The whistleblower group claims it has more than half a million documents it says are secret Saudi diplomatic communications, including emails between diplomats and reports from other kingdom agencies.
On Friday, WikiLeaks published more than 60,000 documents, the first release from what it has dubbed "The Saudi Cables."
In a statement announcing the documents, Julian Assange, WikiLeaks founder, said:
"The Saudi Cables lift the lid on a increasingly erratic and secretive dictatorship that has not only celebrated its 100th beheading this year, but which has also become a menace to its neighbors and itself."
One undated cable, labeled “top secret,” quotes an unnamed Egyptian official as saying that the Muslim Brotherhood would agree to release Mubarak, a longtime Saudi ally, in exchange for $10 billion "since the Egyptian people will not benefit from his imprisonment." Mubarak was ousted from the presidency during the Arab Spring of 2012-13.
But a handwritten note on the document said paying "ransom" for Mubarak was "not a good idea" because the Brotherhood could not prevent his incarceration.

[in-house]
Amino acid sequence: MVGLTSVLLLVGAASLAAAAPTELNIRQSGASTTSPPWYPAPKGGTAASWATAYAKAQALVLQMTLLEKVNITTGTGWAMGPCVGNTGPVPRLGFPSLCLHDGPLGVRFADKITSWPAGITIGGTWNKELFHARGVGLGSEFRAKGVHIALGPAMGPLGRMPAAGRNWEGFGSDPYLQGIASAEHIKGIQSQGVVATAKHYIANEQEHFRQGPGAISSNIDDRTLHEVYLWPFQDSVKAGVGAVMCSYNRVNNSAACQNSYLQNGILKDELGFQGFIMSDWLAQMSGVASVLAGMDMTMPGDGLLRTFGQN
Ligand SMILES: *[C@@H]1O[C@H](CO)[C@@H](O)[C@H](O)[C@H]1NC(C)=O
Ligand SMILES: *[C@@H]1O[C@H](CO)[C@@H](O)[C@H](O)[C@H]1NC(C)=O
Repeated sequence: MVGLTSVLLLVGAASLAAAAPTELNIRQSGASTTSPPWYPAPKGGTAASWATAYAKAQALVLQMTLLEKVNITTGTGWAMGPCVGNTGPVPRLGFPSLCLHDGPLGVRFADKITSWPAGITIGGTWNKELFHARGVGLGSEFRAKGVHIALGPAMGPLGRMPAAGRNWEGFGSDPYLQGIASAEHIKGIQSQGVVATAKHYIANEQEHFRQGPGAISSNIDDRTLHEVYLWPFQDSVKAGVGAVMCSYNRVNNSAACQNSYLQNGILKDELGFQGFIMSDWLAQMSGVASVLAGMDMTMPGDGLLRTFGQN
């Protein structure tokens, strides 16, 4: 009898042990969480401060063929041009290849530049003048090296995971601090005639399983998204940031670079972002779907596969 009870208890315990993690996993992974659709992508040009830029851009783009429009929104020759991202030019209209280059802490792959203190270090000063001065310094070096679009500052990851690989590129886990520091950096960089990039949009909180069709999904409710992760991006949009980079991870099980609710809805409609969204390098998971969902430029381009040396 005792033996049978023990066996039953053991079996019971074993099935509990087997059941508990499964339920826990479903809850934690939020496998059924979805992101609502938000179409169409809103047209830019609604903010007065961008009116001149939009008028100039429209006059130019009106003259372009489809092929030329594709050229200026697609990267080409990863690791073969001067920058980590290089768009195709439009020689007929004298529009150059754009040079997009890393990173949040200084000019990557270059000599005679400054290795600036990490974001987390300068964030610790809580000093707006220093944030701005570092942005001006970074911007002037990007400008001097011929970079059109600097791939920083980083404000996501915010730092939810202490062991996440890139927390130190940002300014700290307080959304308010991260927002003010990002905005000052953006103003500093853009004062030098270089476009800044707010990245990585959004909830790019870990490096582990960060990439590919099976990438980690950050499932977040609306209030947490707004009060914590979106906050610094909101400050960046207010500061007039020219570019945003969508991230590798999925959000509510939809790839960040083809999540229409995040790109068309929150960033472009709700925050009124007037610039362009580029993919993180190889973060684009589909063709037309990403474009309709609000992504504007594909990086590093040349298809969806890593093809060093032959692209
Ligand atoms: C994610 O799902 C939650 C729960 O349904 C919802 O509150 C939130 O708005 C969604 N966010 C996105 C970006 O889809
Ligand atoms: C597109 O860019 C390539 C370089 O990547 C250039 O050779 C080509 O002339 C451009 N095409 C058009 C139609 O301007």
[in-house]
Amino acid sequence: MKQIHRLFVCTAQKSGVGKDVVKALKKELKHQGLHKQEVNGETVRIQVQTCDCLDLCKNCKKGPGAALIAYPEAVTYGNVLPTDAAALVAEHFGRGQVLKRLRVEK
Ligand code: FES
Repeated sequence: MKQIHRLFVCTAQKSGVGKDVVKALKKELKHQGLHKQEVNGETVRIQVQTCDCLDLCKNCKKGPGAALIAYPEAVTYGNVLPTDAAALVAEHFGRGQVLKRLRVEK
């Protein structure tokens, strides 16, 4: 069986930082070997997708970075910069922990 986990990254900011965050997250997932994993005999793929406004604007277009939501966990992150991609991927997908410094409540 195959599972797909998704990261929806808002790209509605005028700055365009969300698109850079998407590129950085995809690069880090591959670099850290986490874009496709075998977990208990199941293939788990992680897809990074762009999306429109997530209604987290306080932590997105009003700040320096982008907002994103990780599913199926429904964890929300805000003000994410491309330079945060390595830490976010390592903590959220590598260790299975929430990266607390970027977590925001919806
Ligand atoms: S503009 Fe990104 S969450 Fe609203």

"Even if it is paid, the Muslim Brotherhood will not be able to do anything regarding releasing Mubarak," the note's unknown author writes. "It seems there are no alternatives for the president but to enter prison."
Similar allegations were made in 2012 by senior Muslim Brotherhood leader Khairat el-Shater, who claimed that Saudi Arabia offered billions of dollars in exchange for Mubarak’s return – something Saudi officials denied at the time.
According to a government source who spoke anonymously to Egyptian Streets, Saudi Arabia pressured Egypt in 2012 not to jail the wives of the Mubarak family, citing a threat against continued financial assistance to Cairo.
The Saudi Cables also included documents containing former Secretary of State Hillary Clinton's passport information, as well information about other US diplomats, such as Assistant Secretary of State Victoria Nuland.
The cables show that Clinton visited Saudi Arabia frequently while at the State Department from 2009-2013. She recently came under scrutiny after it was revealed that the Clinton Foundation received donations from the Saudi royal family.